Terms of the deal were not disclosed.

“MTS is a tremendous fit for KPA,” KPA CEO Chris Fanning said in a prepared statement. “We share a similar vision, culture, and mission for helping our clients improve their safety programs and save lives.”

The acquisition will not alter day-to-day business operations for either entity. MTS will still operate out of its existing offices in Pittsburgh.

Private equity firm acquires Boulder’s TrueCoach

BOULDER — Just months after it acquired fellow Boulder-based fitness app Zingfit, private equity firm Advent International Corp. has acquired the personal coaching app TrueCoach.

In a statement, Boulder-based TrueCoach said it is joining the roster of companies owned by Transaction Services Group, a holding company for fitness and gym customer management apps.

TSG is majority-owned by Advent International, a private equity firm with more than $54 billion in assets under management as of last June.

TrueCoach co-founder and CEO Casey Jenks will remain at the helm of the company, while fellow co-founder and chief marketing officer Robbie Jack will take a role managing marketing for all of TSG’s portfolio.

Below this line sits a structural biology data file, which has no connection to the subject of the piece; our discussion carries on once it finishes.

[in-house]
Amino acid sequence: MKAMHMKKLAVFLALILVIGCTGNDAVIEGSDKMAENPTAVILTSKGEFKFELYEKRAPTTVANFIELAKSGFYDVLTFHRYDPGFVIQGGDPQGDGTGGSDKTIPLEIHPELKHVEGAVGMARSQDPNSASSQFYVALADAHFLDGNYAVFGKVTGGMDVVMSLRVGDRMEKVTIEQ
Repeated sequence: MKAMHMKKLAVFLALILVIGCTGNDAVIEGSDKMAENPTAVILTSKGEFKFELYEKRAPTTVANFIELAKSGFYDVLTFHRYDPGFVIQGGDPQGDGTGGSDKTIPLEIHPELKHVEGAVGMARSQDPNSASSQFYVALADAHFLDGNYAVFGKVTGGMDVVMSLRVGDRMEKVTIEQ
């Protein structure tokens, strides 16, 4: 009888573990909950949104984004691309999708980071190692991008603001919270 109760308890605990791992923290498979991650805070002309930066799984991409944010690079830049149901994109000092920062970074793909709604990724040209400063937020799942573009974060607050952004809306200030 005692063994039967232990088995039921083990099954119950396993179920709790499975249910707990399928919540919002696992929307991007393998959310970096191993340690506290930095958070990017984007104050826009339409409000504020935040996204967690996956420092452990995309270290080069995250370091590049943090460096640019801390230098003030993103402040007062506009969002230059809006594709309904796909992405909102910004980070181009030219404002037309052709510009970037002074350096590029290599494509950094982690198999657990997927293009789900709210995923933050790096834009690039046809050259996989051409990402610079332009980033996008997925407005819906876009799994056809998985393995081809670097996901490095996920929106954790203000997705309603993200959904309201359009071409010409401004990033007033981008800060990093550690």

Macy’s sells Fort Collins building to Foothills developer for $5.5M

FORT COLLINS — Macy’s Inc. (NYSE: M) sold its department store in the Fort Collins Foothills Mall last month to one of the private equity firms that led the mall’s redevelopment in the early part of the previous decade. Purchase price was $5.5 million.

A subsidiary of Chicago-based Walton Street Capital LLC purchased on April 15 the property that contains the 128,550-square-foot building and parking lot at 235 Foothills Pkwy., according to Larimer County property records. Assessors last valued the property at $4.5 million. In a statement, Macy’s said the company has now signed a lease on the building and plans to continue operating there as normal.

Developers break ground on 146,000-square-foot flex building in Louisville CTC

LOUISVILLE — A Denver real estate firm has broken ground on an additional 146,320-square-foot building in Louisville’s Colorado Technology Center.

In a prepared statement, Etkin Johnson Real Estate Partners said it broke ground for the property at 725 Tech Court just off Dillon Road and across from a building leased entirely by hemp product maker Charlotte’s Web Holdings Inc.

Etkin Johnson declined to specify the projected cost for the new building’s construction.

The new building would complete a trio of projects dubbed the “Louisville Corporate Campus” spanning just about 400,000 square feet of industrial and flex space in the central part of the park’s southern portion.